Historical - Tradition
Mountain trails and horses have formed a unique culture and lifestyle dating back 1000 years or more when Genghis Khan, Cortez and the Hudson Bay Company trappers travelled throughout the continents. Throughout history the amazing packhorse, the patient worker of the trail, supported crusades, invasions, explorations and now recreation.
Our history and involvement with packhorses and diamond hitches spans over 100 years in the Jasper Park Area. Our Granddad, Bert Wilkins and his brother-in-law, Donald “Curly” Phillips outfitted in Jasper in 1911, when Jasper was still called Fitzhugh. It became Jasper in the fall of 1913. Great Uncle Curly built his corrals in 1912, below the hill on what is now known as Pyramid Drive. The corrals were located behind the present day Jasper Historical Building. Mr. and Mrs. Bob Doran later owned these Pony Barns.
Granddad Wilkins and Great Uncle Curly Phillips were boyhood friends in the Muskoka district of Ontario. Uncle Curly lived on one end of the Lake of Bays, Dorset, Ontario, and Granddad lived on the other end of the lake, 16 miles away, at Baysville, Ontario. Together they worked on the river moving logs to the mill, guided in the woods and in canoes on the lakes. Granddad and Great Uncle Curly were men who knew how to read the land. Their expertise in Guiding would hold them in good stead when they journeyed west. Horses were a new experience for them, but one they quickly learned to master as they began their Outfitting Business in 1911. A great family friend of the Wilkins & Phillips family, Hirsch Neighbor, acknowledged Curly Phillips as the pioneer of outfitters in the Jasper area due to all the trails and tourist sites he had the vision and forethought to open. One of the sites, still being operated from today, is the Maligne Lake Boathouse, which was built by Curly Phillips. Hirsch Neighbor and Adam Joachim were two of the great guides that worked for Great Uncle Curly and Granddad Wilkins.
Granddad Wilkins married Curly Phillip’s sister, Ellen, who was affectionately known as Nell, on Wednesday the 28th day of July 1909, at Dorset Ontario. Granddad and Uncle Curly batched together in Jasper the winter of 1912. In March of 1913, Grandma joined Granddad and her brother in Jasper. That summer they outfitted parties from the camp they had at Mount Robson. Grandma cooked for the groups and continued being the gracious hostess to many guests who came to see nature at her finest in the beautiful and serene mountains of Jasper Park. In 1922 Granddad Wilkins started his own outfit in partnership with Rufe Neighbor “Wilkins & Neighbor Guides and Outfitters”. Dad, Clarence Wilkins, was born at home in Jasper, November 01, 1923.
A prominent guest was Miss Caroline Hinman. Miss Hinman arranged Summer Pack, Hunting and Canoe Trips in the Canadian Rockies from the Montana Border south of the province of Alberta, through Jasper, Mount Robson and Willmore Park areas to the Peace River in the northern part of Alberta. Starting in 1913, the Hinman trips in the Jasper and outlying areas were outfitted and guided by Great Uncle Curly Phillips and Granddad Wilkins. As we read about the areas they travelled, the trails and switchbacks they cut and cleared and the 30 – 60 day trips they made, we are amazed and awed. What a wonderful and exciting time when you compare the lack of technology and inability to transport and keep supplies preserved, how can one not be impressed? We feel honored to be able to read Granddad’s written words’ and the correspondence between Miss Hinman and himself. We cherish the memories of Dad (Clarence), Mom, (Geraldine Wells) and Francis (Neighbor ) when they reminisced about the trips with Miss Hinman and all the other trails that they have travelled. In the 1950’S, Dad was a Jasper Park Warden stationed at the Pocahontas district. Miss Hinman while hosting a bus tour in Jasper stopped and introduced Dad to the guests on the bus as “the son of the outfitter and friend whom she had travelled with through many miles of this great and beautiful backcountry”. This is testament to the wonderful memories and friendships that are forged between Guests and Outfitters. Friendships continue for years, as was the case with Miss Hinman, Granddad, Grandma, Dad, Great Uncle's Curly and Harry Phillips.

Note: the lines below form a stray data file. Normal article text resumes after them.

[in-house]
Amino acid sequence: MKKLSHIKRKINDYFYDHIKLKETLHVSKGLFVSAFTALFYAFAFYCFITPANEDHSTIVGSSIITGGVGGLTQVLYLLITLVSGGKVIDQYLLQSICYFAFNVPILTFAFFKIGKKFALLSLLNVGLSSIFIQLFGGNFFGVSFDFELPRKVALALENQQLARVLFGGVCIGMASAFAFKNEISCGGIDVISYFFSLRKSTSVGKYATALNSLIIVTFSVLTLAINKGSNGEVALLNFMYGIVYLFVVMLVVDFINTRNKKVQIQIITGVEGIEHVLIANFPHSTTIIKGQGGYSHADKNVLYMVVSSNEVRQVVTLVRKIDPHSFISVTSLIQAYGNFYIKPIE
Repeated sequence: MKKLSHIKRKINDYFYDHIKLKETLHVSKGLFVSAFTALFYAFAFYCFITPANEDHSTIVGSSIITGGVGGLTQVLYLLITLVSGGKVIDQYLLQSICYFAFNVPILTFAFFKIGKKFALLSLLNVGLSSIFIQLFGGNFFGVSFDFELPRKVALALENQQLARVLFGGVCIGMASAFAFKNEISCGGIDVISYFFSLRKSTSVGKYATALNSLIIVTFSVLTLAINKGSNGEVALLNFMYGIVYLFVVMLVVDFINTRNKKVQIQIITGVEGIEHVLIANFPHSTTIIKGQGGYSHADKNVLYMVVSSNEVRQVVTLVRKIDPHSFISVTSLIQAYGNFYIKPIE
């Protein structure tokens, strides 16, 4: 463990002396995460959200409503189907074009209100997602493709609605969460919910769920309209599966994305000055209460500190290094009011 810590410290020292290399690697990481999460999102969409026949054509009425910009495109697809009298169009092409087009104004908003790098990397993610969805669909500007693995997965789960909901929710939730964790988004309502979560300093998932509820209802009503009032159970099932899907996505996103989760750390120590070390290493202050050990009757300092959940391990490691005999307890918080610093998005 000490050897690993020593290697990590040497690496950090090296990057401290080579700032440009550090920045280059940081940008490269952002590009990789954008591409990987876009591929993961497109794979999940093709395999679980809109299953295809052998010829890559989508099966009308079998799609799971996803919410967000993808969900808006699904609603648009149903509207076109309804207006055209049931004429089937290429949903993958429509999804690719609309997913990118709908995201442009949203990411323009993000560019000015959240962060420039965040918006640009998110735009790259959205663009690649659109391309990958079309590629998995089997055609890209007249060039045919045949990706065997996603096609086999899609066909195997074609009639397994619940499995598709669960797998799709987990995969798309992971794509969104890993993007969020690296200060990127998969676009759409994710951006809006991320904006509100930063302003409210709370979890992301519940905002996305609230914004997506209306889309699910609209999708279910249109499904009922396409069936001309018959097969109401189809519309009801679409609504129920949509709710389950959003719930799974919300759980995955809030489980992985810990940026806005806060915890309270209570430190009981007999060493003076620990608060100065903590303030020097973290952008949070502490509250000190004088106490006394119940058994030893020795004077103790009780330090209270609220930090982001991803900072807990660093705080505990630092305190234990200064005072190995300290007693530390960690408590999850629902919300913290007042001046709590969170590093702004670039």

Miss Hinman had a great affinity for taking Youth Groups into the Canadian Rockies. Her love of the mountains is expressed in her written letter to Outfitter Bert Wilkins, “I love the mountains and the northwest and camping and roughing it” (Hinman, January 8, 1940). Bert Wilkins reply was “I know you would much rather take a pack trip, for one that has lived in the open, like you have, and tasted the best of life on the trips you have had, you cannot be satisfied with anything less” (Wilkins & Neighbor Guides & Outfitter, January 15, 1940).
We as adults, with our children and grandchildren, have spent countless hours in the saddle travelling and experiencing the powerful feeling of freedom in the soul, a completeness that resonates with the mountains’ energy. Imagine knowing and feeling the beat of the earth’s energy, as the pulse of life moves up from the horses’ hooves into your spine, flowing through your chakras as your soul connects with the universal energy of those who travelled the trails before us. Knowing that our Grandparents, Parents, and Great Uncles have ridden these same trails definitely manifests the power of the interconnected threads between the universe and beyond. The very essence of life itself is felt when one has had the privilege to travel by horse through the mountains. The traditional culture and lifestyle of Outfitting in Jasper Park's Mountains and surrounding area, is our heritage. We feel honored and proud to be part of this culture as we continue to follow the hoofbeats and footprints of our family who travelled the four points of the park before us.